Working With Directors
By Alan Gordon
A famous director whose name escapes me at the moment used to have a nasty habit of shooting a gun off on the set of his movies. When asked why, he said that it was his way of creating tension on the set. Apparently he felt that he needed that tension to get performances from his actors. Elia Kazan got to know his actors on a very personal level and then used that information to provoke real emotions from them. Another director had nasty habit of constantly screaming at his actors. When he was asked about his habitual screaming he stated that he didn’t know how to talk to actors so he yelled at them! Apparently he hadn’t developed any other way of getting his point across. John Houston rarely directed his actors. For him it was all in the casting. If the person was right for the part he just pointed them in the right direction and let them fly. Some directors are known for doing take after take until they get the results they are seeking. Clint Eastwood is known for creating a very comfortable atmosphere on set. For him a relaxed actor is a productive one. Some directors rely on improvisation to achieve the desired results. And others have great technical ability and a very keen visual sense but are not “actor’s directors”. Robert DeNiro has done some of his best work with Martin Scorcese. The same can be said of Brando’s work with Kazan. Some actors and directors have a shorthand for communicating. They have such a keen understanding of one another that they develop what amounts to an instinctual way of relating to each other.
Which of these styles works best for you? Over time, and given the opportunity to hone your craft in a variety of settings you will find out which directors are best suited to your particular style. An overly aggressive director may inhibit your impulses. An overly quiet one may not provide you with the information that you need to bring yourself to life. Paul Newman was known for his attention to detail. He needed to delve into every aspect of character to the power of 1o and needed a director that would support his way of working. Kazan said in his autobiography, A Life, that all he needed to do was provide Brando with an iota of direction and his creativity would flow. The wonderful character actor Pat Hingle was once given a direction he took exception to. He turned to his director and said, ”I didn’t do it for Jack Ford (John Ford). I won’t do it for you.” Jack Lemon had to trust his director. If the trust was there he would go the extra yard. If not, he would tune out. Trust for me is the by product of working with someone that speaks from a point of knowledge and experience and is able communicate in a clear and concise manner what they want.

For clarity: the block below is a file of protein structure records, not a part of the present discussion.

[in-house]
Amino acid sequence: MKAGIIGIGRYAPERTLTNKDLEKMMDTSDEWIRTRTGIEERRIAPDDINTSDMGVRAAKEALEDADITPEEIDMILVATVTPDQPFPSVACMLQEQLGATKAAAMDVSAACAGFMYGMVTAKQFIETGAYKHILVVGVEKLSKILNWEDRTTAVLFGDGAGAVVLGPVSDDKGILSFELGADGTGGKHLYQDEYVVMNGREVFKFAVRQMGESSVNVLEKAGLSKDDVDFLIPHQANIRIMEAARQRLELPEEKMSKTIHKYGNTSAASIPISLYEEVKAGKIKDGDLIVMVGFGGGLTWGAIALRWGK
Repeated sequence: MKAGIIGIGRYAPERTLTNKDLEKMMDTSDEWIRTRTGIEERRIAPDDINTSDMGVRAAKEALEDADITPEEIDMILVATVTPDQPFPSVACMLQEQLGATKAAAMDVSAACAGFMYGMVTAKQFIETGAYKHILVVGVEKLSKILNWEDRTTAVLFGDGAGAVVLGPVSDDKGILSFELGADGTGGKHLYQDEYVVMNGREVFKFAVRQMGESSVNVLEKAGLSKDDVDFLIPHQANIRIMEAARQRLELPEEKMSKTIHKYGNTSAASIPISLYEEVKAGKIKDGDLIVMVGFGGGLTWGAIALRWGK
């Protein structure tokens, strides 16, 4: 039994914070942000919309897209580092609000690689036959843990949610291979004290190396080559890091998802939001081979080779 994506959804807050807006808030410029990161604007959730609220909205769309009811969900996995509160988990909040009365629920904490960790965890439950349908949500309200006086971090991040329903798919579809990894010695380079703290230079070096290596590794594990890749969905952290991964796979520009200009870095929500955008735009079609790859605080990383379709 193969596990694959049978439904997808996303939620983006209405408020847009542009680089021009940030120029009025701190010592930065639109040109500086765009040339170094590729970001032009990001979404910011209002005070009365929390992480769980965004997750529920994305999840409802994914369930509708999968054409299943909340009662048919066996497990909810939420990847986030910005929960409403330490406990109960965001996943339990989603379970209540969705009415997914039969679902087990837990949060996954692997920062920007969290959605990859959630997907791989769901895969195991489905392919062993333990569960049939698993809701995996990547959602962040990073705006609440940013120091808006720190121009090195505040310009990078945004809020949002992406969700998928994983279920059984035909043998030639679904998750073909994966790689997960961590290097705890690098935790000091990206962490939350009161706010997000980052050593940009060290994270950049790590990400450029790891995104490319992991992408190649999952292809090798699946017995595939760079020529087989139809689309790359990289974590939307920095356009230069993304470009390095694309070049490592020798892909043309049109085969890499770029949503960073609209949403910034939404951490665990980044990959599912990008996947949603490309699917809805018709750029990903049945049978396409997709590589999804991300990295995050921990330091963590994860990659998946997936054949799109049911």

As you gain more and more experience and knowledge you will be able to discern those that “know” from those that don’t. I’m not suggesting that you will always have the power to choose every single person you want to work with. More often than not those things are out of our control. But being able to distinguish the real thing from the pretender can be a great asset. If you have a solid craft and have developed a very specific way of working, one that has netted you positive results, you will always have your craft to fall back on and no one will be able to pull the wool over your eyes.
About Alan Gordon:
I offer ongoing classes in Meisner technique, scene study/audition technique/cold reading, monologues and private coaching. For detailed information on my studio visit http://www.alangordonstudio.com
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